Singing Across the Universe
Sweetgrass First Nation
Kasey Atcheynum grew up on the homelands of her Cree people, the Sweetgrass First Nation. During that time, she was influenced by her grandparents, mother, and aunt. Within her family circle she learned how to prepare sacred foods for ceremony along with the related language and protocols. Family and homeland have been defining for Kasey and to them she returns to visit, to listen, to learn, and to sit in ceremony.
Kasey’s education and work have brought her to many places in Canada, places where she acknowledges being a guest in someone else’s homeland. She has equal years working in the world of business and in the arts industry. Her career in business offered a stable living to herself and her daughter, but she could not deny that her heart belonged to the arts. Brilliantly, Kasey has woven these arts and business worlds together to offer a unique skill set in service of others. She hopes to one day begin her journey to completing her Film + Screen Arts Degree through Emily Carr.
As a Two-Spirit Cree woman, Kasey understands the need for spaces for Indigenous Two-Spirit youth. She has been active in building community to leverage support for programming that provides safe creative spaces for Queer Indigenous, Black, & People of Color (IBPOC) youth. Through her volunteering she has built collaborative networks and is in partnership to develop literary arts programming for IBPOC youth. She is hoping to integrate her Cree language into digital stories and other artist endeavors, braiding her art, skill, and culture together as a healing and empowering tool for communities.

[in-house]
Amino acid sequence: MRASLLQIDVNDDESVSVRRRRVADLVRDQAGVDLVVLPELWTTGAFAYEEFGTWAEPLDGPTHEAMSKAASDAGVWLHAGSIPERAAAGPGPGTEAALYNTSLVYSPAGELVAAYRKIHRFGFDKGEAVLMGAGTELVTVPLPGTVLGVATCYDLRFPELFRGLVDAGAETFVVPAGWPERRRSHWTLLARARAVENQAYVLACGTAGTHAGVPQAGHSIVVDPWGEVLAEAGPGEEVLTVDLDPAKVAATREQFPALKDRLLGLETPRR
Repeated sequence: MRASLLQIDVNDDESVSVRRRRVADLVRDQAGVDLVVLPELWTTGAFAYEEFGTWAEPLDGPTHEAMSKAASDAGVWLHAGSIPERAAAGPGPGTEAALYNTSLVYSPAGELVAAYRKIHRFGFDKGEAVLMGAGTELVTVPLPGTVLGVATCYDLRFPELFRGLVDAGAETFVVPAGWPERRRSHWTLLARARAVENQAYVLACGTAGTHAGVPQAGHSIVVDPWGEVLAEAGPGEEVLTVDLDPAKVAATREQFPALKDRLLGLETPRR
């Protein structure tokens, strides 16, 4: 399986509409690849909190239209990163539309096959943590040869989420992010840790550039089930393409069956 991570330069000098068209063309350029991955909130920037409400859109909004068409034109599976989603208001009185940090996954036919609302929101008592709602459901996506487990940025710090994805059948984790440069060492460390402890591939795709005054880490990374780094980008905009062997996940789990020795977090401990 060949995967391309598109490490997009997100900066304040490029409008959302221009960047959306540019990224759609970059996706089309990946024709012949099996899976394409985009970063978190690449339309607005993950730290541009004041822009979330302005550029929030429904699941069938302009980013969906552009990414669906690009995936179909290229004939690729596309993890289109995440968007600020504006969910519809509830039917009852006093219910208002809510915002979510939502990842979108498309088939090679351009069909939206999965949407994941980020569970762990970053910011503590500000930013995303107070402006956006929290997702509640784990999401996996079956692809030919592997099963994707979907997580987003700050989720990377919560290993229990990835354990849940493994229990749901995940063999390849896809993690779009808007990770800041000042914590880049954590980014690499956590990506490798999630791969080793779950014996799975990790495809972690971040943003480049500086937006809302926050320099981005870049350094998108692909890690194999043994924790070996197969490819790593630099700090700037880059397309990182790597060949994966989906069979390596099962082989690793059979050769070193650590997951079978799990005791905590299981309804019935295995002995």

As a Fellow of Spirit Aligned Leadership Sisterhood and a Project Coordinator with the International Buffalo Relations Institute, Kasey looks forward to weaving women’s teachings, language, and cultural renewal, with buffalo consciousness, and buffalo rematriation. She looks forward to seeing how this creative weaving of important and necessary work will help our communities going forward.
Kasey dreams of writing and telling her stories in Cree. She believes others share that dream. Native languages are potent beyond explanation. When Kasey and her daughter heard their language spoken in a movie theatre in a mainstream film, each word spoken traveled to their hearts and there was nothing to do but cry. Kasey is willing to step into spaces where that Native language and knowledge has rarely occupied. She says, “We have been creating since time immemorial.” She is ready to share her creations with the world.